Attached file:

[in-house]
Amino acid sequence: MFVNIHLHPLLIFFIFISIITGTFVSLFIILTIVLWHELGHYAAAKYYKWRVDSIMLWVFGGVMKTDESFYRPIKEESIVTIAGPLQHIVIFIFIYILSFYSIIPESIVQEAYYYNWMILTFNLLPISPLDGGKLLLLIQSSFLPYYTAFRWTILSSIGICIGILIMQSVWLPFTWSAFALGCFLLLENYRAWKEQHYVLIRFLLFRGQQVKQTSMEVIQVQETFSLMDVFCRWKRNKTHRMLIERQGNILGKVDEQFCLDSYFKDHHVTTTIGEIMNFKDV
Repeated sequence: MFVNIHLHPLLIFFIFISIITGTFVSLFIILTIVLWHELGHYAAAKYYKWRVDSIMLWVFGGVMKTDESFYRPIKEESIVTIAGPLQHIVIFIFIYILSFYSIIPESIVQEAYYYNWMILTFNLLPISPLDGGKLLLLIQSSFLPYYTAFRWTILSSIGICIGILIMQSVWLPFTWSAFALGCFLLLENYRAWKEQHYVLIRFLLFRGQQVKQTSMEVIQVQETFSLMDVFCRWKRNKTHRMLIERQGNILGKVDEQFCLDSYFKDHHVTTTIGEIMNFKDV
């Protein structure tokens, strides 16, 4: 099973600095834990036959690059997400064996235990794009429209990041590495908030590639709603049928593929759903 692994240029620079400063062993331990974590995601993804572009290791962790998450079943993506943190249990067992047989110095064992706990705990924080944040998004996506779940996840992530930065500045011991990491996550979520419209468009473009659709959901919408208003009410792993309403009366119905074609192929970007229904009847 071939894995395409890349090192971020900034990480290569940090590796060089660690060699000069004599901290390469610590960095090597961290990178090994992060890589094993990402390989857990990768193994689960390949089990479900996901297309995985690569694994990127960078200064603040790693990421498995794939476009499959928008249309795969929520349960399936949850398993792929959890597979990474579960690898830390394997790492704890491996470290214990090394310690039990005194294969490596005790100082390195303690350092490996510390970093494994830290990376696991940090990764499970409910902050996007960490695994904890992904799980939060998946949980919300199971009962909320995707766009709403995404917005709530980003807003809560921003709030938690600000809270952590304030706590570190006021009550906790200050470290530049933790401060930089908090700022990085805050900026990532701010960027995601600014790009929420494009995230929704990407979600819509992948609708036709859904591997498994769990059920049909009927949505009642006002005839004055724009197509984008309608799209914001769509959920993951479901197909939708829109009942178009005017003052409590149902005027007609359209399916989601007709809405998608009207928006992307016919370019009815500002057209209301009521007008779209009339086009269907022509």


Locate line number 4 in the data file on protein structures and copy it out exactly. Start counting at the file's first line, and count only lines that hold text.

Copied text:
């Protein structure tokens, strides 16, 4: 099973600095834990036959690059997400064996235990794009429209990041590495908030590639709603049928593929759903 692994240029620079400063062993331990974590995601993804572009290791962790998450079943993506943190249990067992047989110095064992706990705990924080944040998004996506779940996840992530930065500045011991990491996550979520419209468009473009659709959901919408208003009410792993309403009366119905074609192929970007229904009847 071939894995395409890349090192971020900034990480290569940090590796060089660690060699000069004599901290390469610590960095090597961290990178090994992060890589094993990402390989857990990768193994689960390949089990479900996901297309995985690569694994990127960078200064603040790693990421498995794939476009499959928008249309795969929520349960399936949850398993792929959890597979990474579960690898830390394997790492704890491996470290214990090394310690039990005194294969490596005790100082390195303690350092490996510390970093494994830290990376696991940090990764499970409910902050996007960490695994904890992904799980939060998946949980919300199971009962909320995707766009709403995404917005709530980003807003809560921003709030938690600000809270952590304030706590570190006021009550906790200050470290530049933790401060930089908090700022990085805050900026990532701010960027995601600014790009929420494009995230929704990407979600819509992948609708036709859904591997498994769990059920049909009927949505009642006002005839004055724009197509984008309608799209914001769509959920993951479901197909939708829109009942178009005017003052409590149902005027007609359209399916989601007709809405998608009207928006992307016919370019009815500002057209209301009521007008779209009339086009269907022509």